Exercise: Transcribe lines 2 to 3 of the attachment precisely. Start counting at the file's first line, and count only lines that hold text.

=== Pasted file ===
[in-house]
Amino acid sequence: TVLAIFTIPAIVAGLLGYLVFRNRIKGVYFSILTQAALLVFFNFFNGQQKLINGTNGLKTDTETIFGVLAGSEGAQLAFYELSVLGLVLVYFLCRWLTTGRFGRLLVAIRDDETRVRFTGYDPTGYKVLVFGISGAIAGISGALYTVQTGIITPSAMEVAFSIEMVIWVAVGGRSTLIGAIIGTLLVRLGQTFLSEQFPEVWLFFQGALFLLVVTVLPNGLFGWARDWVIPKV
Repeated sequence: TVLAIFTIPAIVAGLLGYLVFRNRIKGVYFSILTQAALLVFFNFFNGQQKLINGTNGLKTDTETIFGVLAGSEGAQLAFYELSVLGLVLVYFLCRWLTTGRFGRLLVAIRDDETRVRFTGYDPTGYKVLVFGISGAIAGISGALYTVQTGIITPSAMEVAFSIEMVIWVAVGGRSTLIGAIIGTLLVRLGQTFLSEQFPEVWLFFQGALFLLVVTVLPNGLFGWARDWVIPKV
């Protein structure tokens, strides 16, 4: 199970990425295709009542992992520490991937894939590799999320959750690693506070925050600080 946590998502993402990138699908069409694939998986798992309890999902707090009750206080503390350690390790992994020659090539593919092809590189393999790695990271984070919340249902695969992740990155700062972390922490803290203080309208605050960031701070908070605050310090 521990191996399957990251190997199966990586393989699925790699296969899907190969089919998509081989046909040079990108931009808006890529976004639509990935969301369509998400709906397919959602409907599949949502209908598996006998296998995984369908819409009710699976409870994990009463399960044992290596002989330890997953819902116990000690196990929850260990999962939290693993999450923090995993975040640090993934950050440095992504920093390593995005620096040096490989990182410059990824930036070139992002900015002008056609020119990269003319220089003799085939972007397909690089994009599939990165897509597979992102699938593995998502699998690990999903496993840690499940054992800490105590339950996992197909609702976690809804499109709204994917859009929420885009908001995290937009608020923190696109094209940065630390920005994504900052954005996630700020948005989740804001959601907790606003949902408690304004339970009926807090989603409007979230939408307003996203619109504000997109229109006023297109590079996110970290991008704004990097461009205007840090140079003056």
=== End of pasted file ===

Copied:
Amino acid sequence: TVLAIFTIPAIVAGLLGYLVFRNRIKGVYFSILTQAALLVFFNFFNGQQKLINGTNGLKTDTETIFGVLAGSEGAQLAFYELSVLGLVLVYFLCRWLTTGRFGRLLVAIRDDETRVRFTGYDPTGYKVLVFGISGAIAGISGALYTVQTGIITPSAMEVAFSIEMVIWVAVGGRSTLIGAIIGTLLVRLGQTFLSEQFPEVWLFFQGALFLLVVTVLPNGLFGWARDWVIPKV
Repeated sequence: TVLAIFTIPAIVAGLLGYLVFRNRIKGVYFSILTQAALLVFFNFFNGQQKLINGTNGLKTDTETIFGVLAGSEGAQLAFYELSVLGLVLVYFLCRWLTTGRFGRLLVAIRDDETRVRFTGYDPTGYKVLVFGISGAIAGISGALYTVQTGIITPSAMEVAFSIEMVIWVAVGGRSTLIGAIIGTLLVRLGQTFLSEQFPEVWLFFQGALFLLVVTVLPNGLFGWARDWVIPKV